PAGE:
Go into a supermarket today and you’ll find milk in litres and flour in kilograms. But how did ancient Egyptians measure their groceries, thousands of years before kilograms were invented?

Egyptologists have been piecing together this puzzle for many years. Some of the earliest clues found were measuring rods, made of stone. These rods were used to measure distances. The most important distance was the royal cubit, about 52 centimetres long.

Archaeologists have also uncovered documents that might be ancient maths textbooks. The Rhind papyrus contains several problems and worked solutions. Several of the questions are about storing grain, and the answers are given in hekats. From these questions, mathematicians calculated that one hekat was about 4.8 litres. But it didn’t answer the question: how did an Ancient Egyptian measure a hekat?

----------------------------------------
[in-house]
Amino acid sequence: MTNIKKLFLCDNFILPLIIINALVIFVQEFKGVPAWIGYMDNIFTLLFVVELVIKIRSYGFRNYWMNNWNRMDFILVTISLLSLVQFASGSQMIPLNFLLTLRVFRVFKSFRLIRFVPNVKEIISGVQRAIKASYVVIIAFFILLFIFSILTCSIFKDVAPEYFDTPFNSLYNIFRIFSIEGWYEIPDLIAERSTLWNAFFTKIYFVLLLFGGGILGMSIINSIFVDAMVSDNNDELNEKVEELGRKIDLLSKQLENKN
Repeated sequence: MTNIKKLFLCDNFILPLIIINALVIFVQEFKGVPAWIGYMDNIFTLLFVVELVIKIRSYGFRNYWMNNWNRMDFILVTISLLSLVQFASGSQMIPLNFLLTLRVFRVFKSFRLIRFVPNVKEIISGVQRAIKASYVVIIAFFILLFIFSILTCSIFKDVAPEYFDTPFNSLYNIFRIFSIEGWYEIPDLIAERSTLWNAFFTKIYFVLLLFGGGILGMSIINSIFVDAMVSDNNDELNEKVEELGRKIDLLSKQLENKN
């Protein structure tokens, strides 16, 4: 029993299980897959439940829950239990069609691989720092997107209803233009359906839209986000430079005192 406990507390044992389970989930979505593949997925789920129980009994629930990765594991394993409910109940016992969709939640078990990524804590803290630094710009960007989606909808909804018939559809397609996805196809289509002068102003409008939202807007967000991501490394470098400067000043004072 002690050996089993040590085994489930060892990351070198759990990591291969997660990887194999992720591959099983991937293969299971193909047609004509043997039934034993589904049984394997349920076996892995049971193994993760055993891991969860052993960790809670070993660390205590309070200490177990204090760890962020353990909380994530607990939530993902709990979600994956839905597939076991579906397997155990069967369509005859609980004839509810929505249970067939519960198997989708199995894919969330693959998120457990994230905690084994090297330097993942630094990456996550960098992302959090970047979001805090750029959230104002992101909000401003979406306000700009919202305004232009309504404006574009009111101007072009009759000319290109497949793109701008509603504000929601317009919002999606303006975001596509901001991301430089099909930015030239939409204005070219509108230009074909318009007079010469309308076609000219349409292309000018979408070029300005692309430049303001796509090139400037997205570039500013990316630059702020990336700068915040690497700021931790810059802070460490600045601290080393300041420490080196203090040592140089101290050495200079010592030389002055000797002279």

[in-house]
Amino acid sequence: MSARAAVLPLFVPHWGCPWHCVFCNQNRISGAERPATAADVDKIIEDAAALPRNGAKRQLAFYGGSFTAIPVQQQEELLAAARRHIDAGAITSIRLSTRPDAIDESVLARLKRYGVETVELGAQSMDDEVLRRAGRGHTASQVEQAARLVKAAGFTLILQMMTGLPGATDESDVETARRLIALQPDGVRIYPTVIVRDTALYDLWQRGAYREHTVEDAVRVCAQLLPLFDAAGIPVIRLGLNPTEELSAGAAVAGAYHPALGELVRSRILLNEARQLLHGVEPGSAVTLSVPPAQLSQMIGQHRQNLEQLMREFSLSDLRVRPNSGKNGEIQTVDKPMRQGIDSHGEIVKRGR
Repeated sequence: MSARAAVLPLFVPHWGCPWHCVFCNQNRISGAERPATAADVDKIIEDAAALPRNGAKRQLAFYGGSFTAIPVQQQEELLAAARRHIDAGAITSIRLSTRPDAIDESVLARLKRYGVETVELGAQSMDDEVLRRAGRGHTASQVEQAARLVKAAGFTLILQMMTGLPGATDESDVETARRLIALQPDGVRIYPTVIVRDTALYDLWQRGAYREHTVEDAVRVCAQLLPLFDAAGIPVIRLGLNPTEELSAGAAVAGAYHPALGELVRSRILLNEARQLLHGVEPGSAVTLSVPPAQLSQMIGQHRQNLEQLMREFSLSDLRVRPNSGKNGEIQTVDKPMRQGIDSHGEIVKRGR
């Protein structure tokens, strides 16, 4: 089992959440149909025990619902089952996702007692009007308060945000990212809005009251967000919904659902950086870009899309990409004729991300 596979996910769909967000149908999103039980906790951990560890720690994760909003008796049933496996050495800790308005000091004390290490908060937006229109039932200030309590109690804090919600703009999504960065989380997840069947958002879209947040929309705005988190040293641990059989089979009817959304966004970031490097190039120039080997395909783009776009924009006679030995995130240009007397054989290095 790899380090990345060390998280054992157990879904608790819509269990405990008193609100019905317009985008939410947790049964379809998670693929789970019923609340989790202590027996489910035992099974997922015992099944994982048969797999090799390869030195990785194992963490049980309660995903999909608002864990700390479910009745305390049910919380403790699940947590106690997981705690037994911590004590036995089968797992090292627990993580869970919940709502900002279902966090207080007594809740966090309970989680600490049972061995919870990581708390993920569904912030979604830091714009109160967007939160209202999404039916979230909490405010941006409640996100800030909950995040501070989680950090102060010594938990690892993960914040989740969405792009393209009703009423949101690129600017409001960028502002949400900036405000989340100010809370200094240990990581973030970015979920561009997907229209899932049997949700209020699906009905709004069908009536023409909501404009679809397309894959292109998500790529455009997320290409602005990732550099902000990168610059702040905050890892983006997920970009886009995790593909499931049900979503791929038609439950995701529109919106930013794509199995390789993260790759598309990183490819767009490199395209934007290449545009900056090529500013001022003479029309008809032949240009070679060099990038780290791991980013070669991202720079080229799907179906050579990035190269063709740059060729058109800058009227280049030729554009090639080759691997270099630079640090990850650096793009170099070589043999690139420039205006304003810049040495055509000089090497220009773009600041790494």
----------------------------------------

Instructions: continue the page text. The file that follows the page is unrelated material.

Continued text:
Recently, researchers from Israel noticed a surprising fact – a sphere that measured one royal cubit around its equator had a volume of half a hekat. Half a hekat is about 2.4 litres, which would be convenient for measuring grains or liquids for a few people.

The researchers took measurements of hundreds of ancient Egyptian jars, to see if they had a volume of half a hekat. Although the jars were not completely spherical, they had roughly the expected volume and measured about one royal cubit around their widest part. Jars from nearby Phonecia were spherical, and even more accurate.

Only jars from Egypt and nearby countries had these measurements. Jars from further away were different sizes and shapes. At least we now know how shoppers likely measured their groceries in ancient Egypt.